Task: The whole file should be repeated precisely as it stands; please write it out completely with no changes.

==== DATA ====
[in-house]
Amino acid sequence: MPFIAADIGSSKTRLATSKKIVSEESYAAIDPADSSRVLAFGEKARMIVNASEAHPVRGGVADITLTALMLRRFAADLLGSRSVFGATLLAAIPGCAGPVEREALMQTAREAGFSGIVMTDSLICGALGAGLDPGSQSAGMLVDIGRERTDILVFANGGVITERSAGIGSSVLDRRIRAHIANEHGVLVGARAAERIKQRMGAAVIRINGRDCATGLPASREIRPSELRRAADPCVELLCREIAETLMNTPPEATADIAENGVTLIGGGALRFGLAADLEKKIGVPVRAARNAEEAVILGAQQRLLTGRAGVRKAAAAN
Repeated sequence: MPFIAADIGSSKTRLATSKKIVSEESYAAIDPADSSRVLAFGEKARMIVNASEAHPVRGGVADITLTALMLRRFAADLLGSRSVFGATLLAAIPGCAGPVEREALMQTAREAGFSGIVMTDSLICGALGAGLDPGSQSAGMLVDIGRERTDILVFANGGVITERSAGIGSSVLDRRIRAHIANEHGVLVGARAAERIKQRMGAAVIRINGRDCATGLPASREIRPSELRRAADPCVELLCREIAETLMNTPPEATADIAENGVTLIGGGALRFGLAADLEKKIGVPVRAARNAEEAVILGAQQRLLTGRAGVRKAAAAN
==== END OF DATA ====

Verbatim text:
[in-house]
Amino acid sequence: MPFIAADIGSSKTRLATSKKIVSEESYAAIDPADSSRVLAFGEKARMIVNASEAHPVRGGVADITLTALMLRRFAADLLGSRSVFGATLLAAIPGCAGPVEREALMQTAREAGFSGIVMTDSLICGALGAGLDPGSQSAGMLVDIGRERTDILVFANGGVITERSAGIGSSVLDRRIRAHIANEHGVLVGARAAERIKQRMGAAVIRINGRDCATGLPASREIRPSELRRAADPCVELLCREIAETLMNTPPEATADIAENGVTLIGGGALRFGLAADLEKKIGVPVRAARNAEEAVILGAQQRLLTGRAGVRKAAAAN
Repeated sequence: MPFIAADIGSSKTRLATSKKIVSEESYAAIDPADSSRVLAFGEKARMIVNASEAHPVRGGVADITLTALMLRRFAADLLGSRSVFGATLLAAIPGCAGPVEREALMQTAREAGFSGIVMTDSLICGALGAGLDPGSQSAGMLVDIGRERTDILVFANGGVITERSAGIGSSVLDRRIRAHIANEHGVLVGARAAERIKQRMGAAVIRINGRDCATGLPASREIRPSELRRAADPCVELLCREIAETLMNTPPEATADIAENGVTLIGGGALRFGLAADLEKKIGVPVRAARNAEEAVILGAQQRLLTGRAGVRKAAAAN